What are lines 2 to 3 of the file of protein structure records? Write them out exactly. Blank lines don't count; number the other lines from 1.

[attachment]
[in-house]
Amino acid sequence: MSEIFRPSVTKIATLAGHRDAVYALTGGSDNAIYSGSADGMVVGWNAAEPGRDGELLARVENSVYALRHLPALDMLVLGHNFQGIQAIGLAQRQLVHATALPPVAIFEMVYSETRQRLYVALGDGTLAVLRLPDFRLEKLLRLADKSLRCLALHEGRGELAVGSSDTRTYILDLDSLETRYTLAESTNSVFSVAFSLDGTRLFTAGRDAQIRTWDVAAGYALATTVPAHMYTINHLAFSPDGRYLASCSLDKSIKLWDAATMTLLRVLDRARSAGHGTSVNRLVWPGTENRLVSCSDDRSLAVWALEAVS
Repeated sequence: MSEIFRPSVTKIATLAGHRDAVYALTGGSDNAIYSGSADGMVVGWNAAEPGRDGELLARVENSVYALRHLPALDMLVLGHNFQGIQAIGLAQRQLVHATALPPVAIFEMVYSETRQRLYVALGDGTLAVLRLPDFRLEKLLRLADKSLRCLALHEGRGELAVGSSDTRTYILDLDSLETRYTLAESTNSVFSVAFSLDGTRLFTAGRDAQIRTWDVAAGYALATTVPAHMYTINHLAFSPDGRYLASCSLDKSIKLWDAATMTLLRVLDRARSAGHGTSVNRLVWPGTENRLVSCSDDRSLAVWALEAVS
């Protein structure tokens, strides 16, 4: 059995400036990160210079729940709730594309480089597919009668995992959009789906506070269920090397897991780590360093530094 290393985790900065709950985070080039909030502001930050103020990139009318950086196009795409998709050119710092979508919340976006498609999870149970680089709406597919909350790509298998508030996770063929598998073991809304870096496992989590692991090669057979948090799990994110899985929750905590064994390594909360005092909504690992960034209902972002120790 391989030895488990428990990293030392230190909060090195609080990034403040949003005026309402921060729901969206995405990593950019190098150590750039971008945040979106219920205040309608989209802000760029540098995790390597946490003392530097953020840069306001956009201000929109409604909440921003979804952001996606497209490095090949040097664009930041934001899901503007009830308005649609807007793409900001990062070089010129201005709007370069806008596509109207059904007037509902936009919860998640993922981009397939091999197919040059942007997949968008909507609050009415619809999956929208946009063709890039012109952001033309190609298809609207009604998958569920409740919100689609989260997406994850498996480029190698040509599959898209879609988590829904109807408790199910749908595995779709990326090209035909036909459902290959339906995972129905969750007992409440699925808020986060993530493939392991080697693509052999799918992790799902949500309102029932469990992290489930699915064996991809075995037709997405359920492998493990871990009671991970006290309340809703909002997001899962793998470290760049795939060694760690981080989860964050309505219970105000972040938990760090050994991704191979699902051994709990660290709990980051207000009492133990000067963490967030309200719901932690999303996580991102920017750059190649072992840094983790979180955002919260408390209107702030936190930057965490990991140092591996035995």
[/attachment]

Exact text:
Amino acid sequence: MSEIFRPSVTKIATLAGHRDAVYALTGGSDNAIYSGSADGMVVGWNAAEPGRDGELLARVENSVYALRHLPALDMLVLGHNFQGIQAIGLAQRQLVHATALPPVAIFEMVYSETRQRLYVALGDGTLAVLRLPDFRLEKLLRLADKSLRCLALHEGRGELAVGSSDTRTYILDLDSLETRYTLAESTNSVFSVAFSLDGTRLFTAGRDAQIRTWDVAAGYALATTVPAHMYTINHLAFSPDGRYLASCSLDKSIKLWDAATMTLLRVLDRARSAGHGTSVNRLVWPGTENRLVSCSDDRSLAVWALEAVS
Repeated sequence: MSEIFRPSVTKIATLAGHRDAVYALTGGSDNAIYSGSADGMVVGWNAAEPGRDGELLARVENSVYALRHLPALDMLVLGHNFQGIQAIGLAQRQLVHATALPPVAIFEMVYSETRQRLYVALGDGTLAVLRLPDFRLEKLLRLADKSLRCLALHEGRGELAVGSSDTRTYILDLDSLETRYTLAESTNSVFSVAFSLDGTRLFTAGRDAQIRTWDVAAGYALATTVPAHMYTINHLAFSPDGRYLASCSLDKSIKLWDAATMTLLRVLDRARSAGHGTSVNRLVWPGTENRLVSCSDDRSLAVWALEAVS